64-bit windows version? (Haskell is a scripting language too!)
brianh at metamilk.com
Thu Jun 21 21:06:42 EDT 2007
> The key thing for the building portability is that the C and C++
> compilers are represented by Python classes. There is a pre-programmed
> class for gcc, and another for MSVC++.
I suggest (for GHC) a Haskell class with instances for the different
compilers and platforms and optimization levels.
> (a) Pick a portable scripting language which is readily available
> on all platforms. I chose Python. Perl would also do.
If I had time to look into improving the GHC build system I'd definitely
use Haskell as the scripting language. What's the point of having to
learn more than one language to accomplish a task? Surely it is more
productive to add functionality to a single language (especially when
it's only a case of writing some libraries) rather than grappling with
the different syntaxes and limitations and quirks of a multitude of
languages/tools and the problems of trying to get them all to work
harmoniously together on different platforms?
In concrete terms, for each sub-project within GHC ie each directory of
source files I'd have a little Haskell program that was responsible for
building that sub-project. Kind of like CM.make or the ML Basis system,
except with the full power of Haskell so that complicated things such as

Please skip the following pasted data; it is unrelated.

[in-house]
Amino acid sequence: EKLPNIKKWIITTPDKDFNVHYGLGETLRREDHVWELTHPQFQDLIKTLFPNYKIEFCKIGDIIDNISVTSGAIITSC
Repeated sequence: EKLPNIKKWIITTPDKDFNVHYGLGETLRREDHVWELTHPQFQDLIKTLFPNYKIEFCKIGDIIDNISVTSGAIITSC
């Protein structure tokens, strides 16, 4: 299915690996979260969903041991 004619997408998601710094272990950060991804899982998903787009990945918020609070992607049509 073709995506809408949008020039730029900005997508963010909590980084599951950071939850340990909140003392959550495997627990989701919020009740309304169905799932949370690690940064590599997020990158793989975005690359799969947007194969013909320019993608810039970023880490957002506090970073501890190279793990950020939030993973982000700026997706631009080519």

building successive boot levels could easily be automated. (Ie instead
of having a special tool like make that is invoked on "dead" data
(supplied by autoconf etc) to drive the build process, instead use
Haskell as a scripting language.)
The top level build would be done by another Haskell program which
delegated responsibility to the sub-programs in each directory.
I'd include the complete source code for all the Haskell tools like Alex
and Happy so they could be built the same way.
In other words, the entire GHC project would be built by running a
single Haskell program, and every single piece of source would either be
a Haskell module or a file that is the input to a Haskell program that
the main build-driver has built first (from Haskell sources). Therefore
there would be no dependency on anything except GHC itself.
To port GHC to a completely new platform, you'd of course need a Haskell
compiler or interpreter already. However to bootstrap the process only a
slow interpreter would be needed so as long as a portable pre-built
bytecode version was available for download the only thing left to port
would be a byte code interpreter which could just be a single file of c
Perhaps this is too long-term a vision for solving the short term
problems, but maybe it could be the basis of some future projects?
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